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Before Dan moved, Katie got a job working at a book store, but when her loving mother and her mother’s snarky, mustached boyfriend tell Katie that her boss, played by Martin Sheen, is a convicted sex offender, they force her to quit.  She soon after gets a phone call from Paul Spooner, an admissions officer, played by Christian Slater (Heathers nostalgia), from the college which she deferred a year from, coincidentally asking her if she needs a job.  Katie takes the job as a nanny for his and his wife’s newborn son.  Katie is given access to a car, a Volvo to be specific, for her nanny duties.  A very excited Katie calls Dan telling him that she can now come visit him, which causes him to be taken off guard considering he thought moving would be the obvious end of their relationship.  Although Dan stays on her mind throughout most of the movie, she eventually partakes in a new scandal…you guessed it, an affair with Paul.  Katie’s slight obsession with these men distract her from her own true priorities and self esteem issues.

What is truly wonderful about Ask Me Anything is the fact that almost every character is very important to the plot and only enhance the core reasons as to why Katie is so troubled and has issues chasing after (mostly older) men who will only hurt her in the end.  From her school advisor who is only in the movie for a few minutes, to her only female, mischievous, and carefree friend, Jade, to the depressed voice of reason, Joel, every person in Katie’s life plays a role in either helping her or hurting her.  The varying  people that impact her life allow her to grow and eventually make mature decisions that will alter her life forever.  Although I did not read the novel, I have read that the movie stays true to the book, which is always a plus.  The film mostly relies on character development to keep the structure in tact, which, for a movie of this genre, is perfectly okay.  It’s not necessarily filmed in a unique way or anything, but the script and variation of personalities the audience experiences throughout the film are impressive.  Britt Robertson’s performance may warm and break your heart all at the same time.  Robertson genuinely becomes Katie as she portrays her haunted soul, sarcastic attitude, and carefree exterior beautifully.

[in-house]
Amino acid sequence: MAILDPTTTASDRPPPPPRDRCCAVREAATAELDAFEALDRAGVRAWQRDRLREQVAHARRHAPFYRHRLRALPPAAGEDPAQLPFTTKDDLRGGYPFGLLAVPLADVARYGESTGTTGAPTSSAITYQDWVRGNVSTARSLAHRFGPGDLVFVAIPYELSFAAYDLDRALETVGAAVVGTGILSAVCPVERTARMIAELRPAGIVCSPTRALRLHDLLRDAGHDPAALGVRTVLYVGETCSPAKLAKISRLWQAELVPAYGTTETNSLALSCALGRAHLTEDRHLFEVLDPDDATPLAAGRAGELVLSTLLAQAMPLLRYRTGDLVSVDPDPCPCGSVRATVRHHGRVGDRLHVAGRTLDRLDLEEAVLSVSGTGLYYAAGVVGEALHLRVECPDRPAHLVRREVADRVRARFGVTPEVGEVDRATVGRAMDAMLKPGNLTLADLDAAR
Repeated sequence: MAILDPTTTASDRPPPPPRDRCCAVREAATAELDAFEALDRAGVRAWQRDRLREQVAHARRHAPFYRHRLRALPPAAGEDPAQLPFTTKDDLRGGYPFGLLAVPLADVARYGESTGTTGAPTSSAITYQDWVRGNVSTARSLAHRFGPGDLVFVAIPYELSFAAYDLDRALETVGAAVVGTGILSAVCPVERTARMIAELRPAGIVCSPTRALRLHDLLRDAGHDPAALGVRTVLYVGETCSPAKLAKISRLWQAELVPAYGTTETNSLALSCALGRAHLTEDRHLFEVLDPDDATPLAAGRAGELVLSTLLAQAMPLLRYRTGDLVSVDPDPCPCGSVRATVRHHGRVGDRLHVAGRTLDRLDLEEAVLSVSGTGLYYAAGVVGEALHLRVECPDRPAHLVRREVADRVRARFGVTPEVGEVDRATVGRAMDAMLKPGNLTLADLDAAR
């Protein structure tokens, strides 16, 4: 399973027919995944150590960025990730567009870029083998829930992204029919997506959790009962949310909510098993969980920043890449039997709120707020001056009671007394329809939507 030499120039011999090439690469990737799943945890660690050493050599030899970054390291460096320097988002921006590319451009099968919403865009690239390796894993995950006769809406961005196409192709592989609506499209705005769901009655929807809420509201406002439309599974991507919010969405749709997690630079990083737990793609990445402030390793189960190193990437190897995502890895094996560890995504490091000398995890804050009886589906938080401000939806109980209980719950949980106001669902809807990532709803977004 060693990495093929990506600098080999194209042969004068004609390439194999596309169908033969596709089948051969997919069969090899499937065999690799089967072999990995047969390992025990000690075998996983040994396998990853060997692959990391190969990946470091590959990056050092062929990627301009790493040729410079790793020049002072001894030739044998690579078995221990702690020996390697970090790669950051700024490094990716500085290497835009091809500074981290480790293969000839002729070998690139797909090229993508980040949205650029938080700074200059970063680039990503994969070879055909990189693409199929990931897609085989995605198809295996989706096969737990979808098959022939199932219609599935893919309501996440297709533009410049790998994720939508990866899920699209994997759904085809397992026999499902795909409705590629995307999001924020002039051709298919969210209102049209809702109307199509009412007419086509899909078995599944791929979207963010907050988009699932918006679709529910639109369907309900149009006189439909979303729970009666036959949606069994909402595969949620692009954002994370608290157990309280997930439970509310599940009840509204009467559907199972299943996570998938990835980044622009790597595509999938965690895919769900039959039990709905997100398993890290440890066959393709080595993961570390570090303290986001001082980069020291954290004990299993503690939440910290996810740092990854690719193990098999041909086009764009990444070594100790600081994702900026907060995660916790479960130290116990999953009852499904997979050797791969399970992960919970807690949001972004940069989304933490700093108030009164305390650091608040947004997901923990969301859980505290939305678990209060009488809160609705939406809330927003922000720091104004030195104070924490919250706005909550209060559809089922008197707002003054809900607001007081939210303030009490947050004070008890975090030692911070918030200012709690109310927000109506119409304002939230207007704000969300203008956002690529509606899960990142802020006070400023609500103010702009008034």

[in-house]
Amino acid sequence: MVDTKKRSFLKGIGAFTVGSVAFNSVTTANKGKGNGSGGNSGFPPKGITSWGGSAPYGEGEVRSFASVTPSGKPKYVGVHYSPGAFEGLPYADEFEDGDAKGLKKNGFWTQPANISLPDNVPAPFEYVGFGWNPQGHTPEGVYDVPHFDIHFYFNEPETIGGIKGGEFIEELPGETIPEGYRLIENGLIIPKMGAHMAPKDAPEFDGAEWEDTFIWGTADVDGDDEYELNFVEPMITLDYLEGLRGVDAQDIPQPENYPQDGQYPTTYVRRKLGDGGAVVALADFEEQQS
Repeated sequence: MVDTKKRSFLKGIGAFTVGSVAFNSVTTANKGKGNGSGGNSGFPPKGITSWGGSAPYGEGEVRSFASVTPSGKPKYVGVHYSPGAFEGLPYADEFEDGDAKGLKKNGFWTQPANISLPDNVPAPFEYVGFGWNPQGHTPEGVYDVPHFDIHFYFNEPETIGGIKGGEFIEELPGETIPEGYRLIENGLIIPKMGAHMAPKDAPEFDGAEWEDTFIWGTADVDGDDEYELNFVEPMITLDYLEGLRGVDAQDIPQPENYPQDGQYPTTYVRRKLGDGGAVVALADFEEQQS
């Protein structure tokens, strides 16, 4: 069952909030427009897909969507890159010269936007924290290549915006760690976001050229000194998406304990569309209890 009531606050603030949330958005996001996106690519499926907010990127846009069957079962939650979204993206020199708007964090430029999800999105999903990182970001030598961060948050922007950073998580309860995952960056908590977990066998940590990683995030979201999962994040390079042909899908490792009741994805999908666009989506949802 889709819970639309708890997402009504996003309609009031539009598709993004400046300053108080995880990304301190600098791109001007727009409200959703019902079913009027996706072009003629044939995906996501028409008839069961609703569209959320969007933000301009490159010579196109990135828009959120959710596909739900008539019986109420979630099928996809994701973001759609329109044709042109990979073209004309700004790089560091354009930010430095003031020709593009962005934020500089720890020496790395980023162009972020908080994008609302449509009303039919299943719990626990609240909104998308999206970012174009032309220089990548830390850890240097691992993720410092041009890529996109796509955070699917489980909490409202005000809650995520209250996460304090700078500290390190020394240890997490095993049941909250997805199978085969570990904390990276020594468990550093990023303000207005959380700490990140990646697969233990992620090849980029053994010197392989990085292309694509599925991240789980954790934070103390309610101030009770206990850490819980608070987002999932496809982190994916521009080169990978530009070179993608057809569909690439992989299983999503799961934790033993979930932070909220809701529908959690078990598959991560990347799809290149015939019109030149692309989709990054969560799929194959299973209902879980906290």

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One of my complaints is that there is not really a climax in the plot.  The audience is kind of just along for the ride as Katie makes mistakes from beginning to end; there is not necessarily one moment that explodes with shock or action.  Although, there is a small twist ending which in my opinion, sort of came out of left field.  Twist endings are something that really captivate me as a lover of film; some are mind blowing and have me screaming at the screen in pure excitement, and some are duds that make absolutely no sense and also have me screaming at the screen, but in anger (cue Enemy).  To me, a good twist ending is crafted so there are clues the audience could have picked up on throughout the movie that come together like a perfect puzzle in the end and have you saying “OHHHHHHHHHH.”  This one did not really do that for me.  The twist is nothing compared to that of The Sixth Sense or anything; it is not completely shocking, and I did not quite see the reason for it, but overall it was interesting.  There are a few hints throughout the movie, but after I watched it, I thought to myself “well okay then.”  Overall, Ask Me Anything is a delightfully gloomy and sarcastic coming of age drama that will make you feel as though you deeply understand and relate to Katie Kampenfelt and the endeavors of growing up.

Is Ask Me Anything worth a watch?

If you appreciate quirky indie dramas and/or coming of age films, then you will most likely enjoy Ask Me Anything.  

You can watch the trailer here:

If you are a movie buff and are interested in my reviews and in talking to me, please feel free to comment, follow, and express your opinions!!  It would mean a great deal to me.  Let’s get a discussion going!